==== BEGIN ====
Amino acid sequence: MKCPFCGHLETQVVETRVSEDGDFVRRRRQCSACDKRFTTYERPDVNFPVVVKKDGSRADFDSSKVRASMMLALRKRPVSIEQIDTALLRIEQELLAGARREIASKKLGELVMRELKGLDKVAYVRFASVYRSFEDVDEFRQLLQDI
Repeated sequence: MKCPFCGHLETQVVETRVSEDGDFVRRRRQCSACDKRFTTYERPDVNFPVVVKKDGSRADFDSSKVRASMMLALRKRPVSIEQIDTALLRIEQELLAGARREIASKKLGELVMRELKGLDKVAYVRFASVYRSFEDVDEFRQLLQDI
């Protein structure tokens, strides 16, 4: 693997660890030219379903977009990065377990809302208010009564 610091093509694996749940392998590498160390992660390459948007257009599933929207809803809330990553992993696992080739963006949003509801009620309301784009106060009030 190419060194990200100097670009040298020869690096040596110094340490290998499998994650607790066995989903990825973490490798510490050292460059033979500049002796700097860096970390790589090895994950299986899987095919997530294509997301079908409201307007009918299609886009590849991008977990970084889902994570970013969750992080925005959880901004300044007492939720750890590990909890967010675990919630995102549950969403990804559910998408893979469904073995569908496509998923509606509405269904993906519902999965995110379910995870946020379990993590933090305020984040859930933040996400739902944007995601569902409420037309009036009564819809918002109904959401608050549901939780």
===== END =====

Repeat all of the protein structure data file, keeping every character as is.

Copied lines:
Amino acid sequence: MKCPFCGHLETQVVETRVSEDGDFVRRRRQCSACDKRFTTYERPDVNFPVVVKKDGSRADFDSSKVRASMMLALRKRPVSIEQIDTALLRIEQELLAGARREIASKKLGELVMRELKGLDKVAYVRFASVYRSFEDVDEFRQLLQDI
Repeated sequence: MKCPFCGHLETQVVETRVSEDGDFVRRRRQCSACDKRFTTYERPDVNFPVVVKKDGSRADFDSSKVRASMMLALRKRPVSIEQIDTALLRIEQELLAGARREIASKKLGELVMRELKGLDKVAYVRFASVYRSFEDVDEFRQLLQDI
């Protein structure tokens, strides 16, 4: 693997660890030219379903977009990065377990809302208010009564 610091093509694996749940392998590498160390992660390459948007257009599933929207809803809330990553992993696992080739963006949003509801009620309301784009106060009030 190419060194990200100097670009040298020869690096040596110094340490290998499998994650607790066995989903990825973490490798510490050292460059033979500049002796700097860096970390790589090895994950299986899987095919997530294509997301079908409201307007009918299609886009590849991008977990970084889902994570970013969750992080925005959880901004300044007492939720750890590990909890967010675990919630995102549950969403990804559910998408893979469904073995569908496509998923509606509405269904993906519902999965995110379910995870946020379990993590933090305020984040859930933040996400739902944007995601569902409420037309009036009564819809918002109904959401608050549901939780």